Herman Lyimo, a senior lecturer with Sokoine University of Agriculture in Tanzania, praised Ohio State's teaching methods and applied new classroom approaches to stimulate higher levels of thinking.

"I changed my teaching and examining styles upon my return from the U.S.," said Lyimo. "This was such a radical change for me and I am the only one in the department using such new methods, but students are changing their thinking and passing the examinations."

Program participants also praised the mentorship they received while studying in the United States.

"Interacting with my mentor in the U.S. at a level where he respected my opinions, significantly changed my thinking about mentor-student relationships," said Sadhat Walusimbi, a teaching assistant with Makerere University in Uganda. "Sitting at the same table to discuss in an amicable way and giving constructive criticism and challenges rather than finding faults in how I intended to accomplish something, and being approachable, is a powerful tenet I will always cherish. I have implemented my mentorship experience by organizing and teaching research methods to fourth year students."

The HEPAD project not only had an impact within the university environment, but also impacted local communities through the conduct of applied agricultural research and community outreach programs.

"I have used my experience to provide consultancy services to a children's charity conducting a feasibility study of an animal production enterprise," said Clement Majanja, Master of Agribusiness Management at Makerere University. "And having been involved in the day-to-day running of a business during my internship, I feel confident to start my own business. I would not have received these benefits had I not participated in HEPAD."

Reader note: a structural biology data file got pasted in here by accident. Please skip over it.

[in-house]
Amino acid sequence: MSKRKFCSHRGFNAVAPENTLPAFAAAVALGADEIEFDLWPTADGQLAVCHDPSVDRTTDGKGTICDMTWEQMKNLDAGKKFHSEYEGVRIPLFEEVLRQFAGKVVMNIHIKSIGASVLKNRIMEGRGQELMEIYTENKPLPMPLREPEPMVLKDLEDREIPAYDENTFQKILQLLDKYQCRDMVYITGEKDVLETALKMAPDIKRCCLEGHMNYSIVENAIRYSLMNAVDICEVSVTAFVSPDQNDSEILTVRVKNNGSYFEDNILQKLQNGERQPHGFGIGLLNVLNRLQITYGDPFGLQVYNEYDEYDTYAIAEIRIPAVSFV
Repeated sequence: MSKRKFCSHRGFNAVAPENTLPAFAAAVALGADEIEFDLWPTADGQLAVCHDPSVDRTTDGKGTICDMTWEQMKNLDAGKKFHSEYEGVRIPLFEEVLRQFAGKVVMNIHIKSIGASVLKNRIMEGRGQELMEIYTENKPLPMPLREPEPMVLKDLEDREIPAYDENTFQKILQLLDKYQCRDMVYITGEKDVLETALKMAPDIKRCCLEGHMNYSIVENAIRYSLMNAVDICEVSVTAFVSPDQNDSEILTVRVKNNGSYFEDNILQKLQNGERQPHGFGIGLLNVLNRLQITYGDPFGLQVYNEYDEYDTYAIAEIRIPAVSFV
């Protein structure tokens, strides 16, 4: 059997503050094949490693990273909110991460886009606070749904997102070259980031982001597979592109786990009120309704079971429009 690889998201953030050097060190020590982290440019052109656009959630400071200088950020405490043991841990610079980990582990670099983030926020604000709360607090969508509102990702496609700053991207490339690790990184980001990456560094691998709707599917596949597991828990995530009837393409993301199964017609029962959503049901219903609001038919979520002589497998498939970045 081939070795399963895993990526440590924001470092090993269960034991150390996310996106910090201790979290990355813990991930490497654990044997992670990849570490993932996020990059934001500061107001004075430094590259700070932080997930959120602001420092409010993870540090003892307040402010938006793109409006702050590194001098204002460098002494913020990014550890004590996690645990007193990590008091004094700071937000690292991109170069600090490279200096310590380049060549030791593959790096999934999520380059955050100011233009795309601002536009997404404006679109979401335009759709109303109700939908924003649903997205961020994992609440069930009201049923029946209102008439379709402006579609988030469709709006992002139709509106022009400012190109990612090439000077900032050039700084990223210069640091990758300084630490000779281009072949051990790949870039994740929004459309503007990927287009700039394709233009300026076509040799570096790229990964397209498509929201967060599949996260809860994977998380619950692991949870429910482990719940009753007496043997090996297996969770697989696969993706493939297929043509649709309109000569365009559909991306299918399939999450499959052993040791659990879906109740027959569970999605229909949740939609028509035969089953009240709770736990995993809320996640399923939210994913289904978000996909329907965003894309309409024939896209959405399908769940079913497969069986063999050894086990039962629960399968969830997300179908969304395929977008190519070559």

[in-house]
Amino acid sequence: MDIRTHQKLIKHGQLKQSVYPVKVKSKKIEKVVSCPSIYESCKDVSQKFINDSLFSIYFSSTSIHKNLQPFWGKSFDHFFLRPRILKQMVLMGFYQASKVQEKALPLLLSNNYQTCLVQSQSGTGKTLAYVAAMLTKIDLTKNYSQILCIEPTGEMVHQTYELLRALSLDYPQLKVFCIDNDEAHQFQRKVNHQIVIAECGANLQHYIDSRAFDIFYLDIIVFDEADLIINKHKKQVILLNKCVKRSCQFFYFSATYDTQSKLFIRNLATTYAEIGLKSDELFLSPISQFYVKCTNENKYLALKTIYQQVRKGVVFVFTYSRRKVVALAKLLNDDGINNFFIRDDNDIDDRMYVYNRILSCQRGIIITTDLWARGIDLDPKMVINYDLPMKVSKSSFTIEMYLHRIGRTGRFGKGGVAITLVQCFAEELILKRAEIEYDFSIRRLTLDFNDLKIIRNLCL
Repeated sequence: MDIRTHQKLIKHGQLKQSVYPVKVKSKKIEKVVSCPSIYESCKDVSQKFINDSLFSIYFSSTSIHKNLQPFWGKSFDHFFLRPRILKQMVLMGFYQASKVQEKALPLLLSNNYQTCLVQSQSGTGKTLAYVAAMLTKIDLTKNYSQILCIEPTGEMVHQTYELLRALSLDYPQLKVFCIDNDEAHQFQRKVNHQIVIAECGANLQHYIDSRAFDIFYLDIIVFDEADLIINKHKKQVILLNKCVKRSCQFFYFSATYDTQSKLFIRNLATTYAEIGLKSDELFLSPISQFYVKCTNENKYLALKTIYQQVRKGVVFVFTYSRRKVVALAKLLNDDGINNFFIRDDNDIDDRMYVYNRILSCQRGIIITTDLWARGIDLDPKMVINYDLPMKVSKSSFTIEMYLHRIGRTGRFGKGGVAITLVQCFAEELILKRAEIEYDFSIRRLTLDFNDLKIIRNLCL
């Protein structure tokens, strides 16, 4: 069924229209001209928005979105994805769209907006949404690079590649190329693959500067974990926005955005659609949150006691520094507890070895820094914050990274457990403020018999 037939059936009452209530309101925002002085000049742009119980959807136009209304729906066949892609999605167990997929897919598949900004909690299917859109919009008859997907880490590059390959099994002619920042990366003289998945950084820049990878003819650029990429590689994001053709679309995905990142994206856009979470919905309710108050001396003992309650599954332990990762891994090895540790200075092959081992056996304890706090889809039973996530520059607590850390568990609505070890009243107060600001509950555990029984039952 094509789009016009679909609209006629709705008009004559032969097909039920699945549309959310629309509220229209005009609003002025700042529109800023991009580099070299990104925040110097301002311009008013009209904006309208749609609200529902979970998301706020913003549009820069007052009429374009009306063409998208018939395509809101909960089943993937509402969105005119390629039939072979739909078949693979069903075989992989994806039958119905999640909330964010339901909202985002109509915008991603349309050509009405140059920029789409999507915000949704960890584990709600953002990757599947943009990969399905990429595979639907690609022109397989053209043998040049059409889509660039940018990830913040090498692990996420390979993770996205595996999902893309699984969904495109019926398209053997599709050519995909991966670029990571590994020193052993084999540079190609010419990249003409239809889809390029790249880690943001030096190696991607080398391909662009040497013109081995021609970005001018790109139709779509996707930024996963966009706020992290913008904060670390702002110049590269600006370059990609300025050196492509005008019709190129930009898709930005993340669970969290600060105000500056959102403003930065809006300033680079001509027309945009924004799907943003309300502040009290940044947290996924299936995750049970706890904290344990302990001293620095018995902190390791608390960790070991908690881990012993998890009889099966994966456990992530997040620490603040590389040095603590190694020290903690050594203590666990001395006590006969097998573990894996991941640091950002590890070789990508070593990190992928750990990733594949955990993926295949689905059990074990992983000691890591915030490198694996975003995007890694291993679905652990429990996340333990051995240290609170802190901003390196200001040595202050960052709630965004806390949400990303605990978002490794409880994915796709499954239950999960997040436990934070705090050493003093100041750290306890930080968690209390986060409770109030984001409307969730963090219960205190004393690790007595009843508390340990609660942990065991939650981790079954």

Erbaugh said that another benefit to Ohio State University was having eight faculty members travel to Africa to advise graduate students, confer with host-country mentors and provide departmental seminars.

"Faculty returned from mentoring activities with greater understanding and interest in African agricultural development issues, which benefits our campus," said Erbaugh. "In general, the combination of sandwich degree programs, faculty visits to the region, and faculty development activities engaged our faculty in new research and faculty development activities, and have improved/broadened our research programs. This program helps maintain the historical linkages between these institutions and Ohio State."

Over HEPAD's three-year run, a dozen African students and staff members from their respective universities completed course work programs at Ohio State and MSU, and 510 individuals participated in seminars, workshops, internships and non-degree training programs. Additionally, deans from each of the East African Colleges of Agriculture visited both universities.

"Partnerships must be mutually beneficial because building trust and communication takes time. The longer these linkages are maintained, the more benefits they yield for all partners," said Erbaugh. "By sustaining these linkages, the HEPAD project has proven to be a successful partnership model."

Author(s): 
Candace Pollock
Source(s): 
Mark Erbaugh